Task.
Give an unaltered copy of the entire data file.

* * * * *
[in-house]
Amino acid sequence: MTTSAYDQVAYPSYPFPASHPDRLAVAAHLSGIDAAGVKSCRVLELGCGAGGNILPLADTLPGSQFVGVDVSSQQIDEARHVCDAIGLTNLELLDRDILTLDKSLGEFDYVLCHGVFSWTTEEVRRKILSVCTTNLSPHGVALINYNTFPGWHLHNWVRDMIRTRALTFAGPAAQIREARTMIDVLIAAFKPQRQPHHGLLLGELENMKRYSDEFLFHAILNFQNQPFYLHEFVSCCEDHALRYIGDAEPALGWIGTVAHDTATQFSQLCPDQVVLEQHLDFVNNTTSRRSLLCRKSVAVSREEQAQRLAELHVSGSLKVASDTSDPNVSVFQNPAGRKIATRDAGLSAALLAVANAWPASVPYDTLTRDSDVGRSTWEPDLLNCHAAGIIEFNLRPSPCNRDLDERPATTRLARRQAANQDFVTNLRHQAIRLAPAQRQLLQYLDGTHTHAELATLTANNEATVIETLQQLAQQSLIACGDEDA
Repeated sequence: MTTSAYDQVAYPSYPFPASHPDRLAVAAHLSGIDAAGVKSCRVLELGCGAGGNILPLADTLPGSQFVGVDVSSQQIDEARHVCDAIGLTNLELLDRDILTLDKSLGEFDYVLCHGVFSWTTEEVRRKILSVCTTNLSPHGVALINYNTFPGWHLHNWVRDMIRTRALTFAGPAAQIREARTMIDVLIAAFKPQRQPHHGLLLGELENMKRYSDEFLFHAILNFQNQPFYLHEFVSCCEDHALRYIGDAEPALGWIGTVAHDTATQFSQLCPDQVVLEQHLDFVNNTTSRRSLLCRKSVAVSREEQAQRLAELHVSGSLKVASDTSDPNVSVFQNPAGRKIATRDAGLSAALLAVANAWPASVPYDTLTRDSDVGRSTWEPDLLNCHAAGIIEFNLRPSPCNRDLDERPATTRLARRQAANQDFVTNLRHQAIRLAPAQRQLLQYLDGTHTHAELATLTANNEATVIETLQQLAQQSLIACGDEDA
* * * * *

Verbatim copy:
[in-house]
Amino acid sequence: MTTSAYDQVAYPSYPFPASHPDRLAVAAHLSGIDAAGVKSCRVLELGCGAGGNILPLADTLPGSQFVGVDVSSQQIDEARHVCDAIGLTNLELLDRDILTLDKSLGEFDYVLCHGVFSWTTEEVRRKILSVCTTNLSPHGVALINYNTFPGWHLHNWVRDMIRTRALTFAGPAAQIREARTMIDVLIAAFKPQRQPHHGLLLGELENMKRYSDEFLFHAILNFQNQPFYLHEFVSCCEDHALRYIGDAEPALGWIGTVAHDTATQFSQLCPDQVVLEQHLDFVNNTTSRRSLLCRKSVAVSREEQAQRLAELHVSGSLKVASDTSDPNVSVFQNPAGRKIATRDAGLSAALLAVANAWPASVPYDTLTRDSDVGRSTWEPDLLNCHAAGIIEFNLRPSPCNRDLDERPATTRLARRQAANQDFVTNLRHQAIRLAPAQRQLLQYLDGTHTHAELATLTANNEATVIETLQQLAQQSLIACGDEDA
Repeated sequence: MTTSAYDQVAYPSYPFPASHPDRLAVAAHLSGIDAAGVKSCRVLELGCGAGGNILPLADTLPGSQFVGVDVSSQQIDEARHVCDAIGLTNLELLDRDILTLDKSLGEFDYVLCHGVFSWTTEEVRRKILSVCTTNLSPHGVALINYNTFPGWHLHNWVRDMIRTRALTFAGPAAQIREARTMIDVLIAAFKPQRQPHHGLLLGELENMKRYSDEFLFHAILNFQNQPFYLHEFVSCCEDHALRYIGDAEPALGWIGTVAHDTATQFSQLCPDQVVLEQHLDFVNNTTSRRSLLCRKSVAVSREEQAQRLAELHVSGSLKVASDTSDPNVSVFQNPAGRKIATRDAGLSAALLAVANAWPASVPYDTLTRDSDVGRSTWEPDLLNCHAAGIIEFNLRPSPCNRDLDERPATTRLARRQAANQDFVTNLRHQAIRLAPAQRQLLQYLDGTHTHAELATLTANNEATVIETLQQLAQQSLIACGDEDA